Production costs have become beef sector's priority

The NBA claims rising production costs, not future income from finished cattle, are the big problem beef farmers must solve if their businesses are to survive over the long term.

Rising production costs, not future income from finished cattle, are the big problem beef farmers must solve if their businesses are to survive over the long term.

That is the message of the National Beef Association (NBA), which is convinced that emerging shifts in cross-global, demand-supply trends will continue to force up the value of increasingly scarce beef animals. At the same time, the NBA is worried that if the damage to profit and loss accounts triggered by soaring feed, fuel and fertiliser prices is not overcome, all the benefits to producers of the hugely favourable slaughter cattle market will be wiped out.

"Everything at both domestic and global level that could be working on behalf of the farmer, to further lift the value of his stock over 2008 and 2009, is doing so," explained NBA chairman Duff Burrell.

"The GB average for R4L steer and heifer carcases is rapidly approaching 280p and current predictions, from Brazil itself, are that even Brazilian cattle will be selling for about 200p deadweight in sterling terms by the end of the year."

He added: "It is also noteworthy that during the WTO's 2007-2008 tariff year, which ends on 30 June, Brazil and Argentina will only have been able to export enough steak into the EU to cover half of their tariff-free Hilton Quality Cuts concession.

"So it is already quite obvious that the world's beef surpluses are shrinking to the point at which political concerns, such as possible WTO tariff reductions, have become a surprisingly low priority, while fresh anxieties about input costs, which are driven by the same global forces that will take UK prime cattle beyond an average of 300p, have still to trigger a properly constructed, industry-wide, counter-attack."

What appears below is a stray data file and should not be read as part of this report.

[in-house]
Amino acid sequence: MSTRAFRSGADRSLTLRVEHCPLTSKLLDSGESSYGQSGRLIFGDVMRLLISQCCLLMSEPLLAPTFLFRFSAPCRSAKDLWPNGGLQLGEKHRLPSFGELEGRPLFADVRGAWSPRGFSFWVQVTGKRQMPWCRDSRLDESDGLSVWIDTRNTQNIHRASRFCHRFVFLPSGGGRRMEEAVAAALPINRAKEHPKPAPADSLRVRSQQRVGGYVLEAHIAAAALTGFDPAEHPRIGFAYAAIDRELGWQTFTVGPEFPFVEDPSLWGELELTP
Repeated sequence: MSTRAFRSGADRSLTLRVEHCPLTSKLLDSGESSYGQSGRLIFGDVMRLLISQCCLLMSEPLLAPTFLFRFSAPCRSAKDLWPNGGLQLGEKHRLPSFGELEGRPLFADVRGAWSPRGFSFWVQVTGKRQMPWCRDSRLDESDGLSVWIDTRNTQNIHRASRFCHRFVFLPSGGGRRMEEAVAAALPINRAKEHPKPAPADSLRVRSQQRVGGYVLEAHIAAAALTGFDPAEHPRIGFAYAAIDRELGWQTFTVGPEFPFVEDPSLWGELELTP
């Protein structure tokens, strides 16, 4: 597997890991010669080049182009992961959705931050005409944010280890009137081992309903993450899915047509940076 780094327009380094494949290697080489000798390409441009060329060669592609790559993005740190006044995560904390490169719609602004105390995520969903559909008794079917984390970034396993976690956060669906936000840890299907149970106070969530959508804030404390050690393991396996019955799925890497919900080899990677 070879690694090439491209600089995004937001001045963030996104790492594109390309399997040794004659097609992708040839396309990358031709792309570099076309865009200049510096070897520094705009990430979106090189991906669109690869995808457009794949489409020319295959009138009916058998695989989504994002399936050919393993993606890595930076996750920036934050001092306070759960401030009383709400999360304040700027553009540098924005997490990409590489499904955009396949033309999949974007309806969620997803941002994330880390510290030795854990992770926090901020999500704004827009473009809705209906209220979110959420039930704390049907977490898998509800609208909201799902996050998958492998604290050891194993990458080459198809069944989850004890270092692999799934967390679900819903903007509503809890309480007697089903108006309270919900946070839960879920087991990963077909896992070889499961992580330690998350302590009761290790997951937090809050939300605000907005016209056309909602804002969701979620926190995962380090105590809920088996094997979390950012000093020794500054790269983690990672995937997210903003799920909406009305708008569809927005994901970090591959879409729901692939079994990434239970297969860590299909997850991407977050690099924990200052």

According to the NBA, the imminent shift in survival focus from the still disappointing market for slaughter cattle to much tighter control of input costs puts the future of their businesses firmly in farmers' own hands.

"The farms that will prosper, at a time when courage has to be summoned to open invoices for recently delivered fertiliser or fuel, are those that quickly work out for themselves a management package that ensures the holding is carrying the right type of cows, or feeding stock, and establishes the cheapest way to keep them profitable and productive," said Burrell.

"New cost-yield optimums will have to be calculated for fertiliser application to grass, and more use made of natural manures and clover, at the same time that tractor work is planned, so that each task is judged on a cost-benefit basis and no fuel is wasted."

"More cattle have to be finished-off on grass, more substitutes have to be found to replace feed grain, more bulls have to be tested for fertility and more feeding cattle have to be prevented from going down with pneumonia."

Burrell continued: "On top of this, liver fluke needs more control, cows need to be freed of disease that cuts down on fertility, more cow herds need to be out-wintered on suitable land, and more feeding cattle have to be finished before they are older than 20 months."

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